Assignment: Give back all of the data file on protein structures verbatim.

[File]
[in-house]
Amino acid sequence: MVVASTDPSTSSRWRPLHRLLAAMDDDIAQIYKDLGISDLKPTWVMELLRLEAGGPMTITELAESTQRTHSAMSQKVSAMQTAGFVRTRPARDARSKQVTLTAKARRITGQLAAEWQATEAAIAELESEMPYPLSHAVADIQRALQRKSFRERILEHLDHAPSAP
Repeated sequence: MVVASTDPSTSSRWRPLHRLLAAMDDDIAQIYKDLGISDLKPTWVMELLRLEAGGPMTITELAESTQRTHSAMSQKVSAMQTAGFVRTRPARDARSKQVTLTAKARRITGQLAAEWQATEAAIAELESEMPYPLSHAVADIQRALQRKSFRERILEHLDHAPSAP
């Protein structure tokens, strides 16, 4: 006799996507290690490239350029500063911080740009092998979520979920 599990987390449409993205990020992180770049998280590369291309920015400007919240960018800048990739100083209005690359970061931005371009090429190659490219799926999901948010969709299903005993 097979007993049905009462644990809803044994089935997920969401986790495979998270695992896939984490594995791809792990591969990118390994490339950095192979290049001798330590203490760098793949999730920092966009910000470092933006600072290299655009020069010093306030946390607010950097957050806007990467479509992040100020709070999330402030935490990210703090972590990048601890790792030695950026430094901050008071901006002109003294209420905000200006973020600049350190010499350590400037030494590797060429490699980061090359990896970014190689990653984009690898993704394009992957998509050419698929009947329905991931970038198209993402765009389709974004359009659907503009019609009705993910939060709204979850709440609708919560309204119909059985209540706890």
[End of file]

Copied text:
[in-house]
Amino acid sequence: MVVASTDPSTSSRWRPLHRLLAAMDDDIAQIYKDLGISDLKPTWVMELLRLEAGGPMTITELAESTQRTHSAMSQKVSAMQTAGFVRTRPARDARSKQVTLTAKARRITGQLAAEWQATEAAIAELESEMPYPLSHAVADIQRALQRKSFRERILEHLDHAPSAP
Repeated sequence: MVVASTDPSTSSRWRPLHRLLAAMDDDIAQIYKDLGISDLKPTWVMELLRLEAGGPMTITELAESTQRTHSAMSQKVSAMQTAGFVRTRPARDARSKQVTLTAKARRITGQLAAEWQATEAAIAELESEMPYPLSHAVADIQRALQRKSFRERILEHLDHAPSAP
């Protein structure tokens, strides 16, 4: 006799996507290690490239350029500063911080740009092998979520979920 599990987390449409993205990020992180770049998280590369291309920015400007919240960018800048990739100083209005690359970061931005371009090429190659490219799926999901948010969709299903005993 097979007993049905009462644990809803044994089935997920969401986790495979998270695992896939984490594995791809792990591969990118390994490339950095192979290049001798330590203490760098793949999730920092966009910000470092933006600072290299655009020069010093306030946390607010950097957050806007990467479509992040100020709070999330402030935490990210703090972590990048601890790792030695950026430094901050008071901006002109003294209420905000200006973020600049350190010499350590400037030494590797060429490699980061090359990896970014190689990653984009690898993704394009992957998509050419698929009947329905991931970038198209993402765009389709974004359009659907503009019609009705993910939060709204979850709440609708919560309204119909059985209540706890």